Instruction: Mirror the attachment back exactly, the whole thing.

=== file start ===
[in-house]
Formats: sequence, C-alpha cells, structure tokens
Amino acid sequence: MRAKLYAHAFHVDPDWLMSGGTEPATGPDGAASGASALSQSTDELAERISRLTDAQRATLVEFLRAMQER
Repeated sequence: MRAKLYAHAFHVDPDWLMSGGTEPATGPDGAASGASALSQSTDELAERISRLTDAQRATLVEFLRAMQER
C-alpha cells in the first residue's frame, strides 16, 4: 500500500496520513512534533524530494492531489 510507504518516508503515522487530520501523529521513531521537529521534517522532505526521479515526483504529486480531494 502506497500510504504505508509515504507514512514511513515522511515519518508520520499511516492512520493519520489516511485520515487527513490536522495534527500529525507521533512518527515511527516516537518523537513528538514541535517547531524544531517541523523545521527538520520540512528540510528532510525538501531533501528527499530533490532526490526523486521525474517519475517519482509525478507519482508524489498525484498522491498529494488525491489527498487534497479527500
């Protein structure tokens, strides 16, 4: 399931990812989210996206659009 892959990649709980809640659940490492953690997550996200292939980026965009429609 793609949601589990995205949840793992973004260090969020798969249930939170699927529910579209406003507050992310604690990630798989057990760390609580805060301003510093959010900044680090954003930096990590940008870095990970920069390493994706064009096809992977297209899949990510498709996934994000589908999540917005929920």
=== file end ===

[in-house]
Formats: sequence, C-alpha cells, structure tokens
Amino acid sequence: MRAKLYAHAFHVDPDWLMSGGTEPATGPDGAASGASALSQSTDELAERISRLTDAQRATLVEFLRAMQER
Repeated sequence: MRAKLYAHAFHVDPDWLMSGGTEPATGPDGAASGASALSQSTDELAERISRLTDAQRATLVEFLRAMQER
C-alpha cells in the first residue's frame, strides 16, 4: 500500500496520513512534533524530494492531489 510507504518516508503515522487530520501523529521513531521537529521534517522532505526521479515526483504529486480531494 502506497500510504504505508509515504507514512514511513515522511515519518508520520499511516492512520493519520489516511485520515487527513490536522495534527500529525507521533512518527515511527516516537518523537513528538514541535517547531524544531517541523523545521527538520520540512528540510528532510525538501531533501528527499530533490532526490526523486521525474517519475517519482509525478507519482508524489498525484498522491498529494488525491489527498487534497479527500
């Protein structure tokens, strides 16, 4: 399931990812989210996206659009 892959990649709980809640659940490492953690997550996200292939980026965009429609 793609949601589990995205949840793992973004260090969020798969249930939170699927529910579209406003507050992310604690990630798989057990760390609580805060301003510093959010900044680090954003930096990590940008870095990970920069390493994706064009096809992977297209899949990510498709996934994000589908999540917005929920």